Victoria’s youth justice system must prioritise the health and safety of vulnerable young people by safely exiting some young people into the community, following a worrying increase in confirmed COVID-19 cases connected with the system, says Jesuit Social Services.

It has been reported that 11 young people at the Parkville youth detention facility have tested positive to COVID-19 since entering the system less than two weeks ago.

“The news that COVID-19 has entered Victoria’s youth detention system is deeply troubling for everybody involved, including young people, their families and staff,” says Jesuit Social Services CEO Julie Edwards.

Ms Edwards says the Victorian Government should explore the immediate exit of a number of young people from detention into safe and supported alternatives in the community. Children aged under 14, young people with chronic health problems, young people on remand and young people involved in the residential care system are among the groups that should be considered for release.

“Some young people will have safe and secure housing to exit to, such as with family, and others can be supported to access suitable alternatives. There are options available to Government to monitor young people and ensure they are where they need to be, and complying with current lockdown restrictions.

“Keeping young people safe in the community, not keeping them locked up and potentially exposing them to COVID-19, must be the goal during this extremely challenging time.”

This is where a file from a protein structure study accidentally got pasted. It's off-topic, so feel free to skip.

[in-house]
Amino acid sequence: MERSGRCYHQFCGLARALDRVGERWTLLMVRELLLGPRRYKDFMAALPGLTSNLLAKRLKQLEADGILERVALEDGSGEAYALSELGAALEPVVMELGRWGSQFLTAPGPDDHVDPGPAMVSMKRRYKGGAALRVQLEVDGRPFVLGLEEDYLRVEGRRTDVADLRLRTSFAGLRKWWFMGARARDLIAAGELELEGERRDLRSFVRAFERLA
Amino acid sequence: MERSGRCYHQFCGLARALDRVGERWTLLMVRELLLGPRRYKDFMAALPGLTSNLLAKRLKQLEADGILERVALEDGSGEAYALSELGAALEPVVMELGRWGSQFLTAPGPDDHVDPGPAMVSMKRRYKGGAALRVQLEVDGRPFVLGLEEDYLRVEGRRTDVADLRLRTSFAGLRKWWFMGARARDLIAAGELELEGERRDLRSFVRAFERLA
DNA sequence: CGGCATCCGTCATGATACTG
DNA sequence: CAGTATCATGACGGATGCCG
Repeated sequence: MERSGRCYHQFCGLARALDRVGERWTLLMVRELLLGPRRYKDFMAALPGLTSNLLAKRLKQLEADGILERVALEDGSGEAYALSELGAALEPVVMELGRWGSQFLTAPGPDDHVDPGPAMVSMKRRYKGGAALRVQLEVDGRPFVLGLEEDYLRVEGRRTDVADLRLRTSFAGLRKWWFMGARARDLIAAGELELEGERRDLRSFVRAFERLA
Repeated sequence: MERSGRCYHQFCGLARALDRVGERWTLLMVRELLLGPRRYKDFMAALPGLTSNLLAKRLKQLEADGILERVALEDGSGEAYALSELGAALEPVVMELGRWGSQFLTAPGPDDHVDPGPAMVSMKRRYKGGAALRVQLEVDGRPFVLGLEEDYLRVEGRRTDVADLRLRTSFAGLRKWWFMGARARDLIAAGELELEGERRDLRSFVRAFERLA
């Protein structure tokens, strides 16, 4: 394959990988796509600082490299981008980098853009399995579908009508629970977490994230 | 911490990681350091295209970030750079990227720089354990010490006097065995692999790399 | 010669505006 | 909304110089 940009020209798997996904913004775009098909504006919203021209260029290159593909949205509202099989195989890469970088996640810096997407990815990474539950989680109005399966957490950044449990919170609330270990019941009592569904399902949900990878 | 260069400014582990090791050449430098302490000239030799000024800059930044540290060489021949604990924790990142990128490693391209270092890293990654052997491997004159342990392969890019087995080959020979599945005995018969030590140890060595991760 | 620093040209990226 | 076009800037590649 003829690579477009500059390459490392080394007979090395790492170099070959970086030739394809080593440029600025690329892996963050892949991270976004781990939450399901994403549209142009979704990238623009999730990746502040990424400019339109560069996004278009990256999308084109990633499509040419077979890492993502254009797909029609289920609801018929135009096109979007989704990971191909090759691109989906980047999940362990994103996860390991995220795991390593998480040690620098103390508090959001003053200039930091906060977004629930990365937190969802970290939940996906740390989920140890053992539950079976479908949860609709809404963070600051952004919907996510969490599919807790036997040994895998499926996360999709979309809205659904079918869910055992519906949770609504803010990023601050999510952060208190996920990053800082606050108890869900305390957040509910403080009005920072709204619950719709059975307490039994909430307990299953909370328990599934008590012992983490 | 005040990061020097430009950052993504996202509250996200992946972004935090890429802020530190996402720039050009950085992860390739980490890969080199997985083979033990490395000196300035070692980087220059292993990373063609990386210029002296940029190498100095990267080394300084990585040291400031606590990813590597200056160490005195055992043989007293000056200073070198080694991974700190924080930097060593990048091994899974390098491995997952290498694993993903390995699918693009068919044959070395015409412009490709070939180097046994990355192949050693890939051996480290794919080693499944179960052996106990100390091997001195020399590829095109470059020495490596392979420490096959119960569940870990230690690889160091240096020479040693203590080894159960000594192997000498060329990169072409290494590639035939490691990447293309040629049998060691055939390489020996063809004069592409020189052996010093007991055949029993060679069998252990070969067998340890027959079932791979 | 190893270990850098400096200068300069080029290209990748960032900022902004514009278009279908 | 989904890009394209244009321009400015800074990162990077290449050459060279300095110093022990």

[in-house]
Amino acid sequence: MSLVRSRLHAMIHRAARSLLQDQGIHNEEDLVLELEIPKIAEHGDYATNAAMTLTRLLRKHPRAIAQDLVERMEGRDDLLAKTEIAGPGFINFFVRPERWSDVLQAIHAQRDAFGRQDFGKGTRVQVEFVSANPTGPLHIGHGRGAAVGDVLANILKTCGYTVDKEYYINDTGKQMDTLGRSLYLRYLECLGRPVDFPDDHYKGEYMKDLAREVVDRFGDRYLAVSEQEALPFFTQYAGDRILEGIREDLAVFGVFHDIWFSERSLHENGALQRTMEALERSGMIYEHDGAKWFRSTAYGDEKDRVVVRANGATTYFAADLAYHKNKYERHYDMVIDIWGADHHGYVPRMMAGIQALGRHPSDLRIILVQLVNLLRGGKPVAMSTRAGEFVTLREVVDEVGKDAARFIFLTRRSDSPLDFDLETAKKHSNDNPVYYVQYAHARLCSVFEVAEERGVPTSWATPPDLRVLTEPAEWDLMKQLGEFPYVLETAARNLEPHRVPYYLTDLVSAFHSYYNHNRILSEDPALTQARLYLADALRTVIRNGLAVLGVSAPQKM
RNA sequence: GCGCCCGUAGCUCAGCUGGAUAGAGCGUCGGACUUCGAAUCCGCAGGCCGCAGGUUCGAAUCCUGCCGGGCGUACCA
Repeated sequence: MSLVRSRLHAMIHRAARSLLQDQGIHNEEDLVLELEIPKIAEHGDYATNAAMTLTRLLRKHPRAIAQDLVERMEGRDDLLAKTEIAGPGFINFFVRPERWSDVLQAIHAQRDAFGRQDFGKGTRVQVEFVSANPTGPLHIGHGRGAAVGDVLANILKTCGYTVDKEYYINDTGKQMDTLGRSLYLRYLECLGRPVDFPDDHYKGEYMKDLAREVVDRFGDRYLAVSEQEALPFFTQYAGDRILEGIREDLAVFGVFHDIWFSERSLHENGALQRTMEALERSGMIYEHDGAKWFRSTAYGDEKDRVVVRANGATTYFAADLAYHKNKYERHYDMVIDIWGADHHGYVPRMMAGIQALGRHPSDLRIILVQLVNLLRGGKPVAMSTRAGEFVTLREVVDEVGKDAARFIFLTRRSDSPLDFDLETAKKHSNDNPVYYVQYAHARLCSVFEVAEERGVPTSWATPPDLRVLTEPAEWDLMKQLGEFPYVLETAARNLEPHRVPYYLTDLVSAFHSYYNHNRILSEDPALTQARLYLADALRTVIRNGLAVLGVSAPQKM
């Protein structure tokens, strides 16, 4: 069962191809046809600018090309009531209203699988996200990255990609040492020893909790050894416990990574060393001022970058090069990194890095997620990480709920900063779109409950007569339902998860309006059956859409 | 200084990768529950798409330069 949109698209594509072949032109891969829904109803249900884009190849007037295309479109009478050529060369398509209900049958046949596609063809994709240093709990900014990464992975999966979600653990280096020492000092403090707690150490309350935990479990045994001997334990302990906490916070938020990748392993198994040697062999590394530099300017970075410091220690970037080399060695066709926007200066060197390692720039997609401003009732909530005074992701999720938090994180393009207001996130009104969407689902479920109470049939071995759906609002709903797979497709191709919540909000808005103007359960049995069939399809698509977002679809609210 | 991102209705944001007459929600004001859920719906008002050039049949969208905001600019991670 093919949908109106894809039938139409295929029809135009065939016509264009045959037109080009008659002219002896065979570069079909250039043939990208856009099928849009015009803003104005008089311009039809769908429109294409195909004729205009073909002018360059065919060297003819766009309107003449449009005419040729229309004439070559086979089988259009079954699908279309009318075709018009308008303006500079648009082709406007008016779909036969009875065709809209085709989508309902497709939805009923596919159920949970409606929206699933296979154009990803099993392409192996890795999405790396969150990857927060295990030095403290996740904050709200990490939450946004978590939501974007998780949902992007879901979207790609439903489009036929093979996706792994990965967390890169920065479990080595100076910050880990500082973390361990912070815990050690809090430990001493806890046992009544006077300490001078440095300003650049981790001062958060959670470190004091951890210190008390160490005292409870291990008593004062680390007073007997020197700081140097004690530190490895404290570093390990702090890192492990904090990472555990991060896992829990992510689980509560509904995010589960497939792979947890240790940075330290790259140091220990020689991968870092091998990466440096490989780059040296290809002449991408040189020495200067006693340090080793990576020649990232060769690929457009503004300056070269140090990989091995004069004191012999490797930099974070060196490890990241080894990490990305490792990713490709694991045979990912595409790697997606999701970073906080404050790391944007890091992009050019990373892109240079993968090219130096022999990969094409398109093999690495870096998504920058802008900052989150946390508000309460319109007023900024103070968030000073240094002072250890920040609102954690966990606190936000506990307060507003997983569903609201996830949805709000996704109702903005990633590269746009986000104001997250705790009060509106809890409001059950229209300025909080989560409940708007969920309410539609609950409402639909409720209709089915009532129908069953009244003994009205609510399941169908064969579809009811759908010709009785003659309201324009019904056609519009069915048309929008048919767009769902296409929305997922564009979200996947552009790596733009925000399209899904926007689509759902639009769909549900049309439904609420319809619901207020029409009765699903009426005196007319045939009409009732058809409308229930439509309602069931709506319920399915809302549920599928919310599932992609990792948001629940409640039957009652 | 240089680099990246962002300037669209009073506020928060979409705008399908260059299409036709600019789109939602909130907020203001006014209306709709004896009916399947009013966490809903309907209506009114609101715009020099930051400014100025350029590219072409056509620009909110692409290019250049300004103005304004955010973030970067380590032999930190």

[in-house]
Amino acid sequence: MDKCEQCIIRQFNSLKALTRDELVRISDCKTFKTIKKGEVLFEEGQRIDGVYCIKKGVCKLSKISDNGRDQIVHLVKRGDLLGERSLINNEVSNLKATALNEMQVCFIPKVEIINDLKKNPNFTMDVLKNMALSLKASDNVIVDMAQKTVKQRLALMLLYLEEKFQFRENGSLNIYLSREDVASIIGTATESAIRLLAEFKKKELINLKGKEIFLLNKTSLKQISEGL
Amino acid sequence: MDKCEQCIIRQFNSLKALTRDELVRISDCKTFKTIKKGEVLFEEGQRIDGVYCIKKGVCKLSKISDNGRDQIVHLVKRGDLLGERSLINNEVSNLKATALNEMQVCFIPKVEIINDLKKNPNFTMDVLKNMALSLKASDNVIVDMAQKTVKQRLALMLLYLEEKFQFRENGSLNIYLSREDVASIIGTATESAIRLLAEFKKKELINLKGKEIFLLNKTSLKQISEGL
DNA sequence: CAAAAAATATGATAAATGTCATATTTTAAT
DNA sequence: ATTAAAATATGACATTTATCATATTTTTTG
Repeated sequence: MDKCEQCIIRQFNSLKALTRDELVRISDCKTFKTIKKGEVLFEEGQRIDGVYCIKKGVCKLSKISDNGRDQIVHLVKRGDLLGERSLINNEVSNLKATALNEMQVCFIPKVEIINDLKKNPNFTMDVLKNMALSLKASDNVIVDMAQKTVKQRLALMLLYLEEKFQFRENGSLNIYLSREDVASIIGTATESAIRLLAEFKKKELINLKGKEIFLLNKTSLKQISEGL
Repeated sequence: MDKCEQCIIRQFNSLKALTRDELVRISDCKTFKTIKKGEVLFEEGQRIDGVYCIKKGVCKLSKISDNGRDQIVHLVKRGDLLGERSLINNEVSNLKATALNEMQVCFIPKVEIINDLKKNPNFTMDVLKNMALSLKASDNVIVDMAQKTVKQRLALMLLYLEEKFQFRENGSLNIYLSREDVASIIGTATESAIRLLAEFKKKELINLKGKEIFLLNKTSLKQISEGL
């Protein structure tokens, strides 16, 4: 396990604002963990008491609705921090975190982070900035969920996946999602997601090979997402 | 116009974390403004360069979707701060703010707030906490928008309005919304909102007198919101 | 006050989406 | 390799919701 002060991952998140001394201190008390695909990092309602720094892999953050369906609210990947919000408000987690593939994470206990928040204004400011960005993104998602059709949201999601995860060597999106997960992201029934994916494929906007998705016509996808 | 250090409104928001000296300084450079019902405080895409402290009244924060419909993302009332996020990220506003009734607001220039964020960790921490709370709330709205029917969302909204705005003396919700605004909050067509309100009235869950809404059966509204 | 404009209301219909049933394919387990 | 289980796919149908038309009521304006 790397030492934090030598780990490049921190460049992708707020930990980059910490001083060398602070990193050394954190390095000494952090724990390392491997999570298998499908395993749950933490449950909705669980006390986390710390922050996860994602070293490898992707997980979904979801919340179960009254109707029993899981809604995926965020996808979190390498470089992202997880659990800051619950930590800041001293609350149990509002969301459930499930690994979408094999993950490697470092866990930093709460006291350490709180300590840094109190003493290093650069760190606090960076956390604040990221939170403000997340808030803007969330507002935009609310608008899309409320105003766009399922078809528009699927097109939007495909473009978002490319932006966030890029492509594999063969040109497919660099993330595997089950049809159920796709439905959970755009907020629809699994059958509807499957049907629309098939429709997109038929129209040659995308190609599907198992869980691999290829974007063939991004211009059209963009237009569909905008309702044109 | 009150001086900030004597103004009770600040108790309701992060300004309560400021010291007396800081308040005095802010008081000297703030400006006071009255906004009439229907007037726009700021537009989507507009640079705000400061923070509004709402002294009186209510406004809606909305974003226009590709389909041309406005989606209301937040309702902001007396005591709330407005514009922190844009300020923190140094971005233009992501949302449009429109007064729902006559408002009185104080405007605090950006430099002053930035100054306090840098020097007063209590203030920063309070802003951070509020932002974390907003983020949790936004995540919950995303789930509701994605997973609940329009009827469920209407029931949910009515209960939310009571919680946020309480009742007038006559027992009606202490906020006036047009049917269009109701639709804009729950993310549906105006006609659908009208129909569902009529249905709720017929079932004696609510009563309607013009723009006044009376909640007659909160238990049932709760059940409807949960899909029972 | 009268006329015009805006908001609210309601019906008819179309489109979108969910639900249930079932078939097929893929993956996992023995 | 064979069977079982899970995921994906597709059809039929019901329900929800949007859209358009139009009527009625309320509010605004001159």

Ms Edwards says that young people involved in the state’s justice system are among Victoria’s most vulnerable.

“A snapshot of young people in detention, featured in the Youth Parole Board’s current annual report, shows that almost half [48 per cent] of young people presented with mental health issues, 54 per cent had a history of alcohol and substance use and 67 per cent were victims of abuse, neglect and trauma. Additionally, 36 per cent have been subject to a child protection order at some point.

“Overseas, some of the most successful youth justice systems are the ones where detention is regarded as a last resort and young people are supported in the community wherever possible. We know through our own work, and the successful systems we’ve observed in parts of the US, Europe and New Zealand, that there are ways to hold young people accountable for their actions while supporting them to turn their lives around and connect with family, education and the broader community.”

“This is a template Victoria can work towards once we get through this crisis, and a great place to start would be here and now to immediately exit vulnerable young people from the system to keep them as well as youth justice staff safe during the pandemic.”

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